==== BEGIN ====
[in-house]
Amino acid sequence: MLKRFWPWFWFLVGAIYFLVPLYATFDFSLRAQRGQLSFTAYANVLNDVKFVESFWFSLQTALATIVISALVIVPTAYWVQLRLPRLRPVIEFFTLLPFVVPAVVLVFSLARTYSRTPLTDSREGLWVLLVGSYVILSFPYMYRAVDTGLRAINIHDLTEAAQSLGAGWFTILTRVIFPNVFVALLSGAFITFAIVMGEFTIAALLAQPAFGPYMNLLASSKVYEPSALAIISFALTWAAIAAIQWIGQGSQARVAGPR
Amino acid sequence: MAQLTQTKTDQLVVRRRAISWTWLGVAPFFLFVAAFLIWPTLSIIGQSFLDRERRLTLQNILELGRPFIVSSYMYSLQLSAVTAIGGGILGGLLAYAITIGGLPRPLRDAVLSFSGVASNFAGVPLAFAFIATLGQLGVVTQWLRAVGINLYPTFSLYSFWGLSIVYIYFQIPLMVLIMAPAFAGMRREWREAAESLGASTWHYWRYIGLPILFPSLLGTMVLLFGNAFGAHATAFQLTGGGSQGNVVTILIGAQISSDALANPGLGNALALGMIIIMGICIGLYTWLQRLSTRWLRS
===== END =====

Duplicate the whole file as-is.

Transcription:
[in-house]
Amino acid sequence: MLKRFWPWFWFLVGAIYFLVPLYATFDFSLRAQRGQLSFTAYANVLNDVKFVESFWFSLQTALATIVISALVIVPTAYWVQLRLPRLRPVIEFFTLLPFVVPAVVLVFSLARTYSRTPLTDSREGLWVLLVGSYVILSFPYMYRAVDTGLRAINIHDLTEAAQSLGAGWFTILTRVIFPNVFVALLSGAFITFAIVMGEFTIAALLAQPAFGPYMNLLASSKVYEPSALAIISFALTWAAIAAIQWIGQGSQARVAGPR
Amino acid sequence: MAQLTQTKTDQLVVRRRAISWTWLGVAPFFLFVAAFLIWPTLSIIGQSFLDRERRLTLQNILELGRPFIVSSYMYSLQLSAVTAIGGGILGGLLAYAITIGGLPRPLRDAVLSFSGVASNFAGVPLAFAFIATLGQLGVVTQWLRAVGINLYPTFSLYSFWGLSIVYIYFQIPLMVLIMAPAFAGMRREWREAAESLGASTWHYWRYIGLPILFPSLLGTMVLLFGNAFGAHATAFQLTGGGSQGNVVTILIGAQISSDALANPGLGNALALGMIIIMGICIGLYTWLQRLSTRWLRS